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Every function is a little program
When I first started getting deep into Clojure development, my friend Tom Marble taught me a very good lesson with a single sentence. I’m not sure if he’s the originator of this idea, but he told me to think of writing functions as though “every function is a small program”. I’m not really sure what I thought about functions before I heard this, but it all made sense the very moment he told me this.
Why write a function as if it were its own program? Because both a function and a program are created to handle a specific set of problems, and this method of thinking allows us to break down our problems into a simpler group of problems. Each set of problems might only need a very limited collection of functions to solve them, so to make a function that fits only a single problem isn’t really any different from writing a small program to get the very same result. Some might even call this the Unix philosophy, in the sense that you’re trying to build small, extendable, simple, and modular code.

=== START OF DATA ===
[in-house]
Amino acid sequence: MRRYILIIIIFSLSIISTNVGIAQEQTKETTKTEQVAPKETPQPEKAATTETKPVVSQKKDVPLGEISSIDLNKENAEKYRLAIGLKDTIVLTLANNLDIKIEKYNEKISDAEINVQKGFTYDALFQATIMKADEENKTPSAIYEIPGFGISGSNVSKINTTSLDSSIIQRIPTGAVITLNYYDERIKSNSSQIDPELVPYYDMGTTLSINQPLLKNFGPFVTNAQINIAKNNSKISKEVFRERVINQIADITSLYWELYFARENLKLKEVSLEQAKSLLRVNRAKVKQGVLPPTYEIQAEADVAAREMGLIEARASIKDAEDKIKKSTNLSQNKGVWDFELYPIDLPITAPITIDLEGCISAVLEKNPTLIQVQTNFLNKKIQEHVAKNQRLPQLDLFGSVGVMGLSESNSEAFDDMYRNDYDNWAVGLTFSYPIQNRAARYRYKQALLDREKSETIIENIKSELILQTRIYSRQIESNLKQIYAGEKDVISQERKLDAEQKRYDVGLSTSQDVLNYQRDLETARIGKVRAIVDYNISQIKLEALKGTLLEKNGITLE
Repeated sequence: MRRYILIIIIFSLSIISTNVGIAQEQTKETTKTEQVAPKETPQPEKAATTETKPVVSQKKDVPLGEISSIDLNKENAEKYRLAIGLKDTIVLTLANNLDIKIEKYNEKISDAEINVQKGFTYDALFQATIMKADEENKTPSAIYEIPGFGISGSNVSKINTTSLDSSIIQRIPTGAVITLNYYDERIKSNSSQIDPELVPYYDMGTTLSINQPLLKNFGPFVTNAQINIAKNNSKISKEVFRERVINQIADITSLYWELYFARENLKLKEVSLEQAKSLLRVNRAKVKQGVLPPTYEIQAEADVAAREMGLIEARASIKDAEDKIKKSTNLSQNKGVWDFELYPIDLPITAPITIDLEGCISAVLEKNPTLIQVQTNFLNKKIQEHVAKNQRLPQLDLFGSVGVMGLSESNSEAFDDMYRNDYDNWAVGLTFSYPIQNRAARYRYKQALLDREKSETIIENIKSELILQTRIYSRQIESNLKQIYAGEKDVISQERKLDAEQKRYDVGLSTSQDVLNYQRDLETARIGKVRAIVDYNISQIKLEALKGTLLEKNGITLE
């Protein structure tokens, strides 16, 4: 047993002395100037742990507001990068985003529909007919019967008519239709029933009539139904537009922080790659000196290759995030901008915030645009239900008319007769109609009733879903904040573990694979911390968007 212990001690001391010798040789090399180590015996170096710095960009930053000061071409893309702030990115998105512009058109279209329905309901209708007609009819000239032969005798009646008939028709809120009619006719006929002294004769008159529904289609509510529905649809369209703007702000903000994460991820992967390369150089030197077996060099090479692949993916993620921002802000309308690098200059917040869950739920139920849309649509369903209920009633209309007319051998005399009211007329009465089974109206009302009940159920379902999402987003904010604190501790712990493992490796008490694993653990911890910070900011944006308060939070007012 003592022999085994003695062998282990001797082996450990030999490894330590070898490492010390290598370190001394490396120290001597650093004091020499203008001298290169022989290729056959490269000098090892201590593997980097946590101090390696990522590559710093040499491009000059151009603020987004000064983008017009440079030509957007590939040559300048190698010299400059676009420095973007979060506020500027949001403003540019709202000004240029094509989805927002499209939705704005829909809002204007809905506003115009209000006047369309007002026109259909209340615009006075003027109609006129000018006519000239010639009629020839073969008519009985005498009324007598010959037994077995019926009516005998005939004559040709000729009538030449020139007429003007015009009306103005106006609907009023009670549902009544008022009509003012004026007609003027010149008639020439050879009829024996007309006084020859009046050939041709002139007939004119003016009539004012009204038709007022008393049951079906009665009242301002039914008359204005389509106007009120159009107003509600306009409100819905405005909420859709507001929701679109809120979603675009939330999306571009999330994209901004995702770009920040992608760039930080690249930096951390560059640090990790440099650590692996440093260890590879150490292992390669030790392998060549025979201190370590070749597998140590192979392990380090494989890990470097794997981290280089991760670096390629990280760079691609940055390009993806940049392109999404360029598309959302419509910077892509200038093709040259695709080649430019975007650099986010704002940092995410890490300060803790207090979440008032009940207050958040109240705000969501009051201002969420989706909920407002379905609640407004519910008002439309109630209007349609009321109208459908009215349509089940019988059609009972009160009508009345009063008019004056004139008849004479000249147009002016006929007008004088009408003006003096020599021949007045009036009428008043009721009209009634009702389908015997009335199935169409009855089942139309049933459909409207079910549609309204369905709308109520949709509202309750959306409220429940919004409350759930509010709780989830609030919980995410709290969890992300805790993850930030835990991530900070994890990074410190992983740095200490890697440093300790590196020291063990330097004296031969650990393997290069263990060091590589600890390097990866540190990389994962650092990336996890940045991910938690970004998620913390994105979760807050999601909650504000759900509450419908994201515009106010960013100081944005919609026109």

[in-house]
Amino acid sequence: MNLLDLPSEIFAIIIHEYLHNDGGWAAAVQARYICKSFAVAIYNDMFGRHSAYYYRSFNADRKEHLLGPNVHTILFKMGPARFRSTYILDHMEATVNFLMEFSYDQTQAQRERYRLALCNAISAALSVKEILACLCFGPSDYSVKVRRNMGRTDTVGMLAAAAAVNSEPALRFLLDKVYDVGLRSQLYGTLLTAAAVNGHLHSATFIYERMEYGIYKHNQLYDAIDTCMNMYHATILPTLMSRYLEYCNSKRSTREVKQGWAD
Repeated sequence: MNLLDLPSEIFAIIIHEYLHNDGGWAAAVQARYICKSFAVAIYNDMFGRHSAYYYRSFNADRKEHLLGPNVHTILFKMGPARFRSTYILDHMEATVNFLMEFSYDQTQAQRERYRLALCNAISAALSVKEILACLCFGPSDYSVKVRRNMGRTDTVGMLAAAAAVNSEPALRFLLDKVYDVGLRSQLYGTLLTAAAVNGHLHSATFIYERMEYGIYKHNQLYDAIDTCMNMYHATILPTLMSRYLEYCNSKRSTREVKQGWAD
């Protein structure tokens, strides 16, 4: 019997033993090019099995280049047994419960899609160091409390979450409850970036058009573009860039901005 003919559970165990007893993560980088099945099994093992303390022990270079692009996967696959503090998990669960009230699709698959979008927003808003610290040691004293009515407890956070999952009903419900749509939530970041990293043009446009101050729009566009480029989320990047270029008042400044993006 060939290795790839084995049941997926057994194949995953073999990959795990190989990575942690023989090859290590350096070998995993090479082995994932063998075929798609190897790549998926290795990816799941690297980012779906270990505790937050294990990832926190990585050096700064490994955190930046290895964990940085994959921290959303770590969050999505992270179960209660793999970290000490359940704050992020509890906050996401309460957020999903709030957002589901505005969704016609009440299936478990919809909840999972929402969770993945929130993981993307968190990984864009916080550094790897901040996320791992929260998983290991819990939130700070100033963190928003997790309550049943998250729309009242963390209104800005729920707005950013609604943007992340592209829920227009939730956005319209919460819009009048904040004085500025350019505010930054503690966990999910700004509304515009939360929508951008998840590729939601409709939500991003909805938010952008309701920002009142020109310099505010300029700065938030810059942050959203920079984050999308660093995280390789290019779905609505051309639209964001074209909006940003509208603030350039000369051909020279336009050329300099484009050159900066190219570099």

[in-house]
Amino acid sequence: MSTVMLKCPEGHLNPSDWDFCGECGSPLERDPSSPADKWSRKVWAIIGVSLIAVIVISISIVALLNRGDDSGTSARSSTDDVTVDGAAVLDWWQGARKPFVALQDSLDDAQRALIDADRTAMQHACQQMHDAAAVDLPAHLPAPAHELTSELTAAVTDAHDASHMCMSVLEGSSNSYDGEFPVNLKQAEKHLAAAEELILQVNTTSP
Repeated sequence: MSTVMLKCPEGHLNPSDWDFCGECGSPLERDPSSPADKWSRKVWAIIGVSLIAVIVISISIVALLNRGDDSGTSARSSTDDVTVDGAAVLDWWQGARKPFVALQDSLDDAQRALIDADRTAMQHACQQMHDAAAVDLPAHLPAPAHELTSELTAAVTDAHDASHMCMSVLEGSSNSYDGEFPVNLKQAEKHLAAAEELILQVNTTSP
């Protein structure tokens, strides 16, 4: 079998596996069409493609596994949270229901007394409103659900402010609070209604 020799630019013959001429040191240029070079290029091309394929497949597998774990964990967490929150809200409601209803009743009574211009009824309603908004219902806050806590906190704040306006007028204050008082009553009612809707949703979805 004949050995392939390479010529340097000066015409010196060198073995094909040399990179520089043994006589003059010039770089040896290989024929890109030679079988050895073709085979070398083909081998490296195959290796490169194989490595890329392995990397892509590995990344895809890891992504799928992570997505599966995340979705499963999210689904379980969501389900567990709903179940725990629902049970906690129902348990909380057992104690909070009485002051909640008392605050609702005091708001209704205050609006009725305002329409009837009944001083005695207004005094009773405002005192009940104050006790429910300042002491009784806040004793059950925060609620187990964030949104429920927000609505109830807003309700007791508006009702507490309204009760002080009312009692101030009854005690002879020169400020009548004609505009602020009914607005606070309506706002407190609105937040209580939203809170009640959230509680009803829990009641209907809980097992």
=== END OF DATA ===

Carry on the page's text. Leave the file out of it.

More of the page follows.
A pure function
What are the benefits of a program-like function? There are many benefits to this approach of development, but the two clear advantages are that the debugging process can be simplified with the decoupling of task, and this approach can make our code more modular. This approach also allows us to better build pure functions. A pure function isn’t dependent on any variable outside the function. Anything other than the arguments passed to the function can’t be realized by a pure function. Because our program will cause side effects as a result of execution, not all of our functions can be truly pure. This doesn’t mean we should forget about trying to develop program-like functions. Our code inherently becomes more modular because pure functions can survive on their own. This is key when needing to build flexible, extendable, and reusable code components.
Floor to roof development
It is also known as bottom-up development and is the concept of building basic low- level pieces of a program and then combining them to build the whole program. This approach leads to more reusable code that can be more easily tested because each part of the program acts as an individual building block and doesn’t require a large portion of the program to be completed to run a test.
Each function only does one thing
When a function is written to perform a specific task, that function shouldn’t do anything unrelated to the original problem it’s needed to solve. For example, if you were to write a function named parse-xml, the function should be able to act as a program that can only parse XML data. If the example function does anything else other than parse lines of XML input, it is probably badly designed and will cause confusion when trying to debug errors in our programs. This practice will help us keep our functions to a more reasonable size and can also help simplify the debugging process.